Interesting History lesson -

The French usually use haricots blanc beans in their cassoulet.  I found various websites that said it was hard to translate haricots blanc into English, but I found a French website that explained the origin of haricots blanc, which I found amusing.

For all the "difficulty" they have translating haricots blanc into an English equivilent, in reality, the bean came to Europe in the 16th century from Central America, courtesy of the Spanish and Portugese explorers.  Basically, haricots blanc is simply a white kidney bean :-)

Thursday, April 21, 2011

Memories, Traditions, Nostalgia

Lately I've become enamored of the Cake Duchess , and not just because she has some yummilicious sweets - she also married an Italian, has Italian in laws, is Italian, and loves to cook Italian.  And I love all things Italian (Perhaps I lived in Italy in a past life).  Montepulciano is on my bucket list, as well as Florence and Venice.  Rome, I could care less about.  One of her last posts spoke about how she and her mother in law love to bake.  She also mentioned they were going to make Easter Bread.  That triggered memories for me.

My mother's side of the family is Estonian.  If you don't know where Estonia is, you are most likely in a majority, since it's been taken over numerous times by numerous countries (including Denmark, Sweden and twice by Russia) yet they still maintain their fierce sense of independence and language.   I've never been there, but I would like to see Tallinn the capital city, that's where my grandmother was born.  My nana (as I called her) was a beautiful woman - even in her 80s she barely had a wrinkle on her face.  When she was younger, she was gorgeous with a head of auburn hair.  My grandfather was blonde and blue eyed.  I never met him - he died when my mom was in college.  Here is a passport photo of them - pretty cool!
(*note* "Lapsed" is Estonian for "Children" - it's pronounced "lap-sehd")  My nana was 23 when she came here, my grandfather was 37.  They came over on the RMS "Homeric" which sailed out of Southhampton, England, and landed in NYC.  If you want to know what you got as a meal - here you go:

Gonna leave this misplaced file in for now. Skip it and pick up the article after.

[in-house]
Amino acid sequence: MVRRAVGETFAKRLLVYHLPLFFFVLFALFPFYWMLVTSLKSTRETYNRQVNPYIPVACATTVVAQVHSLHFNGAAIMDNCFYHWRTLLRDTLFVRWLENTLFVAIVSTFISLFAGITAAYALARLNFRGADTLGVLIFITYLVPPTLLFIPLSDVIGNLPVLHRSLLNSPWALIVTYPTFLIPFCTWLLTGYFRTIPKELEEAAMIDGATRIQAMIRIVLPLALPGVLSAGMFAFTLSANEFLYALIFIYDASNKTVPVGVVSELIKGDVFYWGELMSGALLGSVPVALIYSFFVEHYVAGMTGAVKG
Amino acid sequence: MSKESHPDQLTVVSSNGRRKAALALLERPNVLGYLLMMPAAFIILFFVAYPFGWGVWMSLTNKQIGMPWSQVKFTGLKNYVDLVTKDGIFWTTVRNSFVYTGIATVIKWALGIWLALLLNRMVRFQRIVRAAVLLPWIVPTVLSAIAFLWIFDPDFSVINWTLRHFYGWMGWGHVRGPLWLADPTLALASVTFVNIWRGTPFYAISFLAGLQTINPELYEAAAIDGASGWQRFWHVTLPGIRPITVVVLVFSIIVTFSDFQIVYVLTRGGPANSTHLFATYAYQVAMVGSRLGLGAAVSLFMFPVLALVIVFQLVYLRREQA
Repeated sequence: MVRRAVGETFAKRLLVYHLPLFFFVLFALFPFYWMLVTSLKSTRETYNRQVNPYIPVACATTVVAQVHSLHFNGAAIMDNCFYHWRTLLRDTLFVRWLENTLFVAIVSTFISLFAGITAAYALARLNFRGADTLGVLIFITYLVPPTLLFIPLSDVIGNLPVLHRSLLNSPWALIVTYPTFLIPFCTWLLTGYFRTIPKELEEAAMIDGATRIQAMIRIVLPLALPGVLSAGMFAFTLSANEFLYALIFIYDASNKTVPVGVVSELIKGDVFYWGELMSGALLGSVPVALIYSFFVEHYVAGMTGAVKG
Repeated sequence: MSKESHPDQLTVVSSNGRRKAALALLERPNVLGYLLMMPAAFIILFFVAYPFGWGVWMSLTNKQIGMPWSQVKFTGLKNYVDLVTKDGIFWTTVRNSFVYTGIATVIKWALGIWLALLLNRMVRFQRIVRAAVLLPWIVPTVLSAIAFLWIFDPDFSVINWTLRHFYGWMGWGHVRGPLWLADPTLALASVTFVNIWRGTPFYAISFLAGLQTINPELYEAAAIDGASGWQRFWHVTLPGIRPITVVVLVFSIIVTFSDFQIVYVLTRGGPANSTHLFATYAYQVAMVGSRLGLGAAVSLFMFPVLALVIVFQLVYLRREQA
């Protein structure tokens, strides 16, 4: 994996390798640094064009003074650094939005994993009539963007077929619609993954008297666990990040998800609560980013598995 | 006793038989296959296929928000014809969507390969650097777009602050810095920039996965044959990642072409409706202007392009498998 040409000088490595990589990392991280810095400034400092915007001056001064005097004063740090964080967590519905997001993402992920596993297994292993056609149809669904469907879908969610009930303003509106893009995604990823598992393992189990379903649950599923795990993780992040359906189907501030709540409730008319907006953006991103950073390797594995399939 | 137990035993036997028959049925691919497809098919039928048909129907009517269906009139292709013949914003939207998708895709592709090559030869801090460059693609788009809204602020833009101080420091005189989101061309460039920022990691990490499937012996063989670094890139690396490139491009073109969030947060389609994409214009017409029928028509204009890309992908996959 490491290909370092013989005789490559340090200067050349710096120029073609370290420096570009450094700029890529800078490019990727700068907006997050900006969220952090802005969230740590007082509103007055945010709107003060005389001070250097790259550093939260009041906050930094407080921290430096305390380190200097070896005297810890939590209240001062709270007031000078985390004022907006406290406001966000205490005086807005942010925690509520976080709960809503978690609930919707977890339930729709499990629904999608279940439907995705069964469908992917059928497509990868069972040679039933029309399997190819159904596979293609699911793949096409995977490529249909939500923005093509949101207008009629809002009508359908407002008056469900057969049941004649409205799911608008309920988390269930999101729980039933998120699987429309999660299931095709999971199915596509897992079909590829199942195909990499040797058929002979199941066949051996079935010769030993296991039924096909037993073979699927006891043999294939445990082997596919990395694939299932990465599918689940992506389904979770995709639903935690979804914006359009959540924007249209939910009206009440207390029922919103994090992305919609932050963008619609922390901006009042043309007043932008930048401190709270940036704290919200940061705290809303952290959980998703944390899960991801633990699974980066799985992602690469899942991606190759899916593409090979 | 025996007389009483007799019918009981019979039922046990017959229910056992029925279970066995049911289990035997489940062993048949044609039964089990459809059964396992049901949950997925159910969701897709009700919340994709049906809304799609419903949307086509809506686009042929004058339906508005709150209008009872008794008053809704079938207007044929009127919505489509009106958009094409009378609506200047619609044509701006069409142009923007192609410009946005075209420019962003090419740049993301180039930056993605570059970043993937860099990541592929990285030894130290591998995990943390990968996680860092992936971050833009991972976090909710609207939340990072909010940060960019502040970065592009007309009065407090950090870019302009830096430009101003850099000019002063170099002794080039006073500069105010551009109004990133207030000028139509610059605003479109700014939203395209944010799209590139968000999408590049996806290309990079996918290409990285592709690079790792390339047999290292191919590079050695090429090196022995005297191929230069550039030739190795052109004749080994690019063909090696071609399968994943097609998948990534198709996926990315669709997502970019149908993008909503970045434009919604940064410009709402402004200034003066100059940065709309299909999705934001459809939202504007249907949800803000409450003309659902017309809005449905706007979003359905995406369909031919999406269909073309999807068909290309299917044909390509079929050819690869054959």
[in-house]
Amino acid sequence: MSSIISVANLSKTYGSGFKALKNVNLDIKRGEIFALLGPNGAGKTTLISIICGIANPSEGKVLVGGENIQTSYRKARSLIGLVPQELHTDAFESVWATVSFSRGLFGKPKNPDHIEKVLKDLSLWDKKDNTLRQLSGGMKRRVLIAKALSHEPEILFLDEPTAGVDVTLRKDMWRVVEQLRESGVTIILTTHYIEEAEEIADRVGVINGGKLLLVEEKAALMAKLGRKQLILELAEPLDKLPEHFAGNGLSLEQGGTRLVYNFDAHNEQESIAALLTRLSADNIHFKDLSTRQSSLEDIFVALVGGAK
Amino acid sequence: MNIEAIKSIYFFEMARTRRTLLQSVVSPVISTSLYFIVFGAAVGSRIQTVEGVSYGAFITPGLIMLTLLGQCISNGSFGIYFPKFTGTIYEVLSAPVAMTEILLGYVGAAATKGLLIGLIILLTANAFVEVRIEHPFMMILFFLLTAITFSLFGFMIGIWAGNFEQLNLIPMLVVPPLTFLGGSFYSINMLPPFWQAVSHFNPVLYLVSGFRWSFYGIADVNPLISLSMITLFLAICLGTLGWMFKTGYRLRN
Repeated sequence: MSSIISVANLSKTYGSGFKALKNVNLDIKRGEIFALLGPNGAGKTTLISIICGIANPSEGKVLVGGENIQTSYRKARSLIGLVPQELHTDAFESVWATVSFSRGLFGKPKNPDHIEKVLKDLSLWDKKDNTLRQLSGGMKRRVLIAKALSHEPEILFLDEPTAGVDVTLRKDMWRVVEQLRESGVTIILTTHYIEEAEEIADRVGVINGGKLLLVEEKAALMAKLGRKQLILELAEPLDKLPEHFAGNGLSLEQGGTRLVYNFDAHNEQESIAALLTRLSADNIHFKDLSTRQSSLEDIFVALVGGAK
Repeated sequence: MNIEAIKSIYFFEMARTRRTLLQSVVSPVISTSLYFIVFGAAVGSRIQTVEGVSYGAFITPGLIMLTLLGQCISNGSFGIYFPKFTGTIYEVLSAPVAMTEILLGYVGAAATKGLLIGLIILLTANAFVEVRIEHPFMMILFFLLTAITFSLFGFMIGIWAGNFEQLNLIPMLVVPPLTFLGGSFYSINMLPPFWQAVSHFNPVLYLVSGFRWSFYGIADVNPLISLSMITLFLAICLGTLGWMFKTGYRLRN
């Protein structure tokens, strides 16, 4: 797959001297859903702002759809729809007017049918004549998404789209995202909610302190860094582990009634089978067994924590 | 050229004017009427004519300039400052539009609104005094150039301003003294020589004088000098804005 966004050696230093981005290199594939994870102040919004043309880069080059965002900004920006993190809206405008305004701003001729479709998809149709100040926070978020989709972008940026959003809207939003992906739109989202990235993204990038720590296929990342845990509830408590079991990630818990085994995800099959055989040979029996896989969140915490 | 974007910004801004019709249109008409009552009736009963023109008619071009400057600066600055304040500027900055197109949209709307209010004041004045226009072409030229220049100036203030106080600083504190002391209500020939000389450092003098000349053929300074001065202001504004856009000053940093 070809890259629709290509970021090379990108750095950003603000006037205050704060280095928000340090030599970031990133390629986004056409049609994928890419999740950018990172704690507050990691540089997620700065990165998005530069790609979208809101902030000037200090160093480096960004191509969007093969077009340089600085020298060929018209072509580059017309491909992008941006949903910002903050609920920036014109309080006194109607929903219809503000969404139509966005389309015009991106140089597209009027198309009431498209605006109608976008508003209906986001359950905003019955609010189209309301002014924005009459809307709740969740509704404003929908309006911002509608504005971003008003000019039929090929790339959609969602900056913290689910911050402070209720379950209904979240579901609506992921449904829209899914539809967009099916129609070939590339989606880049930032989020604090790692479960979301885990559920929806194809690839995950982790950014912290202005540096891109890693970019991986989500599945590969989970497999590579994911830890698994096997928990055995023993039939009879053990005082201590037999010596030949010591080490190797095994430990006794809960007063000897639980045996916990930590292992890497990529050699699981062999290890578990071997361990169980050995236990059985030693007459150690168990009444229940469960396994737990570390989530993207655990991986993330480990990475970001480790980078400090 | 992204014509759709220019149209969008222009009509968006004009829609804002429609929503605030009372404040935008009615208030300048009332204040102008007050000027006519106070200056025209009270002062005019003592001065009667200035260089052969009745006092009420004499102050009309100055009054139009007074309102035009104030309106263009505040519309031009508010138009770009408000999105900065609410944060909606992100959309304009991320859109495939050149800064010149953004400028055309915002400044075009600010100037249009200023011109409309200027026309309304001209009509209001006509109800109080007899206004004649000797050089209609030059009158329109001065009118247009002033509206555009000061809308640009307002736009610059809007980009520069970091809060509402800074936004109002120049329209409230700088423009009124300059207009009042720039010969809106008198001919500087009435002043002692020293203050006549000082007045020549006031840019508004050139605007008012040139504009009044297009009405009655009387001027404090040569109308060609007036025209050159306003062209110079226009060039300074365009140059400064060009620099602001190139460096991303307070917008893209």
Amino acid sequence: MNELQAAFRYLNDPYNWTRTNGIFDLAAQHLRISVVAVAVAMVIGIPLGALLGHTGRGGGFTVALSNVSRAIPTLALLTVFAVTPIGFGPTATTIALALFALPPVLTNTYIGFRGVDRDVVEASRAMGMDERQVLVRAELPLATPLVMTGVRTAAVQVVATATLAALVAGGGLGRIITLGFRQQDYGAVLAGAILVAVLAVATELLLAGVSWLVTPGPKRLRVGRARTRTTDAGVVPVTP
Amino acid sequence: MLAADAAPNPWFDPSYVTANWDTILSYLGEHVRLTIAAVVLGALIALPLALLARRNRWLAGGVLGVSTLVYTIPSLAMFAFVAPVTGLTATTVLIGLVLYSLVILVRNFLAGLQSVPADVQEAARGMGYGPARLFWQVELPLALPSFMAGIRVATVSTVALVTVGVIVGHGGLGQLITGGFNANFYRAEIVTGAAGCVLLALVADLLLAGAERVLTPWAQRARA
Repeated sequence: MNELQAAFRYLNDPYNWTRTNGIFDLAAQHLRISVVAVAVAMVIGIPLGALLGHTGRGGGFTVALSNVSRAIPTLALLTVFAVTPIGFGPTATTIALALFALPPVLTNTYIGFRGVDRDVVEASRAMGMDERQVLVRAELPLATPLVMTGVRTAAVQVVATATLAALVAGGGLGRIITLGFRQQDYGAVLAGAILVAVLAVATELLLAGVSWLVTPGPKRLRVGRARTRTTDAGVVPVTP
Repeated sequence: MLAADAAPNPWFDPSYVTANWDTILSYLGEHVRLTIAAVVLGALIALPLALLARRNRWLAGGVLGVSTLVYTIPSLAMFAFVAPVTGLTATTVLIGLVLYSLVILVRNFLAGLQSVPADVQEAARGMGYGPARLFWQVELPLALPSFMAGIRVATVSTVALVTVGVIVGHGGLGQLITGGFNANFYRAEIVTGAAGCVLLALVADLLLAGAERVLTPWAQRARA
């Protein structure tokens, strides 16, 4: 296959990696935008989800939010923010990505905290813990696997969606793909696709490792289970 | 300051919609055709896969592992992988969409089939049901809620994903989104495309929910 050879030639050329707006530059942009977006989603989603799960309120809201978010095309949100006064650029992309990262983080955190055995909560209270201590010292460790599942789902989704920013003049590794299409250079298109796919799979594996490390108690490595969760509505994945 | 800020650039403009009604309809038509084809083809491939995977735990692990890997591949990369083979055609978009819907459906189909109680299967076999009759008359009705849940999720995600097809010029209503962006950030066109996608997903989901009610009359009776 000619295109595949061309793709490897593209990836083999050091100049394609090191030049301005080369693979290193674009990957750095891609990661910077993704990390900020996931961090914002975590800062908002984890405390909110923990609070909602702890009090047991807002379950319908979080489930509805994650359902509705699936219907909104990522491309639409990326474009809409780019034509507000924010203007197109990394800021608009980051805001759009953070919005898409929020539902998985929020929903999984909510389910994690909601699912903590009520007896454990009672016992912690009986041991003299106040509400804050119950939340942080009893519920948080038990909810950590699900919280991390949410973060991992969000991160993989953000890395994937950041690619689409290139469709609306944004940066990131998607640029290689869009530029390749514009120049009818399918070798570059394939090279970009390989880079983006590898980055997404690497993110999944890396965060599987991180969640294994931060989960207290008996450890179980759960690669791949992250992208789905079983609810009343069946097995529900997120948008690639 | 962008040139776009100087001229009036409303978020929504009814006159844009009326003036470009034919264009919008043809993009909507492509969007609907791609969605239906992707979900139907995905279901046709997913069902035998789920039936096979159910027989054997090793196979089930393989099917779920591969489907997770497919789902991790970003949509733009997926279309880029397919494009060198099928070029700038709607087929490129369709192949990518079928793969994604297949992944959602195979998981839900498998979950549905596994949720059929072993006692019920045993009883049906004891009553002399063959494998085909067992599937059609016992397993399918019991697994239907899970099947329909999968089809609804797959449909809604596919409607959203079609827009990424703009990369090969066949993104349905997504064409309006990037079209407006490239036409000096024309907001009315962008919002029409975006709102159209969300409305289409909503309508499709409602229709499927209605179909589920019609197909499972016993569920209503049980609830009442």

And here is a picture of the happy couple taken in Estonia.
What this is all leading to is my nana's "mamu saia" (mahmoo SIGH yah) (Estonian for "raisin loaf").  This was the only bread she had in her house.  We ate it for breakfast, lunch, dinner...sometimes it had raisins, sometimes it didn't.  I remember she kept it wrapped in a piece of foil, and would slice off whatever she needed - whether it was toast at breakfast, a big slab with butter and cinnamon sugar to take to the beach,  or a piece to eat with some stew at dinner.  I loved that bread, and  I always associate it with my nana.  At Christmas it would be shaped in a wreath and sprinkled with sugar and ground almonds; at Easter it would get the same transformation - sometimes even some hard boiled eggs would decorate the top.

When I take a bite of that bread,  I'm 4 years old again sitting at Nana's kitchen table eating mamu saia while Nana and my mom chatter in Estonian.  Do you have any food that triggers memories for you?

I want to share the recipe with you.  It's not difficult to make, especially with the rapid rise yeast.  The proportions on the flour are not EXACT - however, you can't really muck it up :)  The main thing to remember with bread NOT make the water too warm, or the bread won't rise.  Err on the side of tepid really.  70 degrees is not that warm.

So here you go - make some for Easter!  I hope you enjoy it as much as I do, and I hope it will start bringing YOU some happy memories as well.  Printable recipe is HERE

Nana's Mamu Saia (Estonian raisin bread)

Scald: 1 1/2 cups of milk.  Let it COOL down (This is one part where you can mess it up.  If the milk is too hot when you add it to the yeast, the yeast will NOT rise.)
Add: 1 tsp. salt, 1 tsp. cardamom seed crushed, 1 pkg of yeast you dissolved in 1/4 cup warm water (again, this should be lukewarm, not anywhere near the temperature of say...water you wash your hands or dishes with)
Add:  Enough flour to make a pancake-like batter. (about 2 cups) Cover the bowl and let rise in a warm place until bubbles form, about an hour.

Cream butter (about 3/4 cup) to which the grated rind of 1 lemon has been added.  Beat in 1 egg and about 6 tbs. of sugar.

Your yeast batter should now look like this:
bubbles! yeast is working! :)

Kneading dough
Stir the yeast batter down, add the butter/egg mixture, then sufficient flour to make a pliable dough.  For me it was about 3 cups.  Don't worry if the dough sticks to your hands - just flour them, or add flour by the handful to the dough until the dough no longer sticks to your hands.  Now knead it!  You can't over knead the bread - get out your aggressions, slam it on the table - BAM!!!! that's for whoever left all those dirty dishes in the sink - BAM!!!! that's for the jerk that cut me off on I-95 - fold the dough, punch it down, and the more you do it, the more you will notice it getting not so sticky, and smooth and elastic.

At this point, you could knead in some raisins if you want.  1/2 - 3/4 of a cup, depending on how much you love raisins.  My son Ben, stated he didn't "like" raisins, so I omitted them.  I made 1 HUGE loaf, but you could make two normal size loaves.  I divided the dough into 3 pieces, rolled them out, and braided them.

I then shaped it into a large loaf, covered it once more with a dish towel, and let it rise again for about half an hour.  Preheat the oven to 375 degrees.
After rising with egg wash